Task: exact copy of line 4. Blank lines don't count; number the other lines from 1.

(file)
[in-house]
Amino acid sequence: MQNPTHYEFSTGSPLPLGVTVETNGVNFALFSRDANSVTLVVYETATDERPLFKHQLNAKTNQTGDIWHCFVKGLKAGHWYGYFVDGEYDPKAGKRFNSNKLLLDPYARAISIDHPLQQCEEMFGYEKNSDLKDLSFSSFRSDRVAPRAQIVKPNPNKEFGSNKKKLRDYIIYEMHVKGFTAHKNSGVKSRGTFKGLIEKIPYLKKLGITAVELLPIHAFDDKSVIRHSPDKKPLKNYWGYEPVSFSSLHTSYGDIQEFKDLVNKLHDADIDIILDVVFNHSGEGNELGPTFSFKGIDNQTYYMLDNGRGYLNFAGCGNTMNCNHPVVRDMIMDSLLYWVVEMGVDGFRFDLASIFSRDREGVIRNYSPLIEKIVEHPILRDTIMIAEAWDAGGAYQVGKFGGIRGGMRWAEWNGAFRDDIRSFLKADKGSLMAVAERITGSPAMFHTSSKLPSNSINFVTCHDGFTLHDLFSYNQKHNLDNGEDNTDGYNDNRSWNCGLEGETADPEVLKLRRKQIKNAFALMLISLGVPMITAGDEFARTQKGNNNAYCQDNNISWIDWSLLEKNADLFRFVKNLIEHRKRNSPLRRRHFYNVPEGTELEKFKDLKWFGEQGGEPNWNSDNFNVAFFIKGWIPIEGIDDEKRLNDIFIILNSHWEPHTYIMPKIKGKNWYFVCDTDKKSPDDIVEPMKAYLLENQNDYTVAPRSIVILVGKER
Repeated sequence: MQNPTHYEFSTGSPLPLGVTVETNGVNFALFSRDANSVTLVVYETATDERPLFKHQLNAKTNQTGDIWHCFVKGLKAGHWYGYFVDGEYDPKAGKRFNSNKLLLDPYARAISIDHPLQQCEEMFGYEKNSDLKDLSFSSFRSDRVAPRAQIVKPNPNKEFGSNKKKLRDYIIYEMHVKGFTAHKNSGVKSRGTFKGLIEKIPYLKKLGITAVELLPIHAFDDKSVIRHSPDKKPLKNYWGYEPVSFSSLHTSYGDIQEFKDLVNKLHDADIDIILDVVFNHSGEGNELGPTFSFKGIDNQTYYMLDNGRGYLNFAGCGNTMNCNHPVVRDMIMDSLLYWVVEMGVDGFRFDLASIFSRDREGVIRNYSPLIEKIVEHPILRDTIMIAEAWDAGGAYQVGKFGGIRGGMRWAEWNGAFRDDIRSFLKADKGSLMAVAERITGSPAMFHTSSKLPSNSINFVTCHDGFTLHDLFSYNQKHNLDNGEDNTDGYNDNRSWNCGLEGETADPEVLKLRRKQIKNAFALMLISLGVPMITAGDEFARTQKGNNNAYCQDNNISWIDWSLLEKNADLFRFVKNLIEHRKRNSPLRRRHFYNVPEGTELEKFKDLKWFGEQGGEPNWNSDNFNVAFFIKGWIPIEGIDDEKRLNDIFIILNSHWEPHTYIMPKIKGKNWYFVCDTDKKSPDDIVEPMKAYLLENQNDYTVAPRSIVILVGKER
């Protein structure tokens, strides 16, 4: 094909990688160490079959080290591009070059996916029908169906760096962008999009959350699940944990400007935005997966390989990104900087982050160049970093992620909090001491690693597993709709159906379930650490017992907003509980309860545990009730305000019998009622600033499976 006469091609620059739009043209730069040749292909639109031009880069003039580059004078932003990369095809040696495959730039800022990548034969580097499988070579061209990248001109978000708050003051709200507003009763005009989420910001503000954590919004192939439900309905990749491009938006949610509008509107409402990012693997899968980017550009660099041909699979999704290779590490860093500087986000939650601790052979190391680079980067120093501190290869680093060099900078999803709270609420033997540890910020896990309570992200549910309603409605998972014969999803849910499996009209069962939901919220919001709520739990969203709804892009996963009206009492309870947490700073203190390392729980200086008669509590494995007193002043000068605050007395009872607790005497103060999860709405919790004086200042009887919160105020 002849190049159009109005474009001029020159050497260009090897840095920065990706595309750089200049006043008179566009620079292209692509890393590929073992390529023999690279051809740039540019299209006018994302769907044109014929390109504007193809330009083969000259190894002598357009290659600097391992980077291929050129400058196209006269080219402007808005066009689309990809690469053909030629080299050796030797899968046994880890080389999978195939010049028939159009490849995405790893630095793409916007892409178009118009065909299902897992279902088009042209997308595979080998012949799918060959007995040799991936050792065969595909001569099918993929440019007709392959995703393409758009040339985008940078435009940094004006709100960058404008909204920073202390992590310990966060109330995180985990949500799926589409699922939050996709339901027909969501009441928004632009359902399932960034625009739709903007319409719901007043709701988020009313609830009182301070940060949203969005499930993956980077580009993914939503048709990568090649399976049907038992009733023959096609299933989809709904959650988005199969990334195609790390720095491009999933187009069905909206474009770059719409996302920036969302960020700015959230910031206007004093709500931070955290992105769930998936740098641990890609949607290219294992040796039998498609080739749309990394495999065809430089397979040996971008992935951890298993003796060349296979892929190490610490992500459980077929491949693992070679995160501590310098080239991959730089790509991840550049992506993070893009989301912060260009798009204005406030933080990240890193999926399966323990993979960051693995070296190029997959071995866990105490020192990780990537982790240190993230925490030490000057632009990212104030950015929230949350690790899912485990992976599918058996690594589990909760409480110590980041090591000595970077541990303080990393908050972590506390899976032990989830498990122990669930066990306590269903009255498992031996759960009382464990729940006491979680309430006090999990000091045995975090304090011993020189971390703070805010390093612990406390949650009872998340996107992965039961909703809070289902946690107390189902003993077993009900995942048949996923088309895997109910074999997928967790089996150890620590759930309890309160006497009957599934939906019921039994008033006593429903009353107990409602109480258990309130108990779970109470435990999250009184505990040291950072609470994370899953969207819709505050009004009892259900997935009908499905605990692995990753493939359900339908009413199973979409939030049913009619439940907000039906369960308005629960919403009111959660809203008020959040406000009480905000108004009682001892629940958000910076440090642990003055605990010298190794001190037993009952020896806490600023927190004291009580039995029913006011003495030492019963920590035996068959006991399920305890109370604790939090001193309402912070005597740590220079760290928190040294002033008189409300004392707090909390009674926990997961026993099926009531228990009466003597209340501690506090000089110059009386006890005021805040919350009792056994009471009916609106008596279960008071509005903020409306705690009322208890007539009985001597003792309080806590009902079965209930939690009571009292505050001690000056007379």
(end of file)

């Protein structure tokens, strides 16, 4: 094909990688160490079959080290591009070059996916029908169906760096962008999009959350699940944990400007935005997966390989990104900087982050160049970093992620909090001491690693597993709709159906379930650490017992907003509980309860545990009730305000019998009622600033499976 006469091609620059739009043209730069040749292909639109031009880069003039580059004078932003990369095809040696495959730039800022990548034969580097499988070579061209990248001109978000708050003051709200507003009763005009989420910001503000954590919004192939439900309905990749491009938006949610509008509107409402990012693997899968980017550009660099041909699979999704290779590490860093500087986000939650601790052979190391680079980067120093501190290869680093060099900078999803709270609420033997540890910020896990309570992200549910309603409605998972014969999803849910499996009209069962939901919220919001709520739990969203709804892009996963009206009492309870947490700073203190390392729980200086008669509590494995007193002043000068605050007395009872607790005497103060999860709405919790004086200042009887919160105020 002849190049159009109005474009001029020159050497260009090897840095920065990706595309750089200049006043008179566009620079292209692509890393590929073992390529023999690279051809740039540019299209006018994302769907044109014929390109504007193809330009083969000259190894002598357009290659600097391992980077291929050129400058196209006269080219402007808005066009689309990809690469053909030629080299050796030797899968046994880890080389999978195939010049028939159009490849995405790893630095793409916007892409178009118009065909299902897992279902088009042209997308595979080998012949799918060959007995040799991936050792065969595909001569099918993929440019007709392959995703393409758009040339985008940078435009940094004006709100960058404008909204920073202390992590310990966060109330995180985990949500799926589409699922939050996709339901027909969501009441928004632009359902399932960034625009739709903007319409719901007043709701988020009313609830009182301070940060949203969005499930993956980077580009993914939503048709990568090649399976049907038992009733023959096609299933989809709904959650988005199969990334195609790390720095491009999933187009069905909206474009770059719409996302920036969302960020700015959230910031206007004093709500931070955290992105769930998936740098641990890609949607290219294992040796039998498609080739749309990394495999065809430089397979040996971008992935951890298993003796060349296979892929190490610490992500459980077929491949693992070679995160501590310098080239991959730089790509991840550049992506993070893009989301912060260009798009204005406030933080990240890193999926399966323990993979960051693995070296190029997959071995866990105490020192990780990537982790240190993230925490030490000057632009990212104030950015929230949350690790899912485990992976599918058996690594589990909760409480110590980041090591000595970077541990303080990393908050972590506390899976032990989830498990122990669930066990306590269903009255498992031996759960009382464990729940006491979680309430006090999990000091045995975090304090011993020189971390703070805010390093612990406390949650009872998340996107992965039961909703809070289902946690107390189902003993077993009900995942048949996923088309895997109910074999997928967790089996150890620590759930309890309160006497009957599934939906019921039994008033006593429903009353107990409602109480258990309130108990779970109470435990999250009184505990040291950072609470994370899953969207819709505050009004009892259900997935009908499905605990692995990753493939359900339908009413199973979409939030049913009619439940907000039906369960308005629960919403009111959660809203008020959040406000009480905000108004009682001892629940958000910076440090642990003055605990010298190794001190037993009952020896806490600023927190004291009580039995029913006011003495030492019963920590035996068959006991399920305890109370604790939090001193309402912070005597740590220079760290928190040294002033008189409300004392707090909390009674926990997961026993099926009531228990009466003597209340501690506090000089110059009386006890005021805040919350009792056994009471009916609106008596279960008071509005903020409306705690009322208890007539009985001597003792309080806590009902079965209930939690009571009292505050001690000056007379």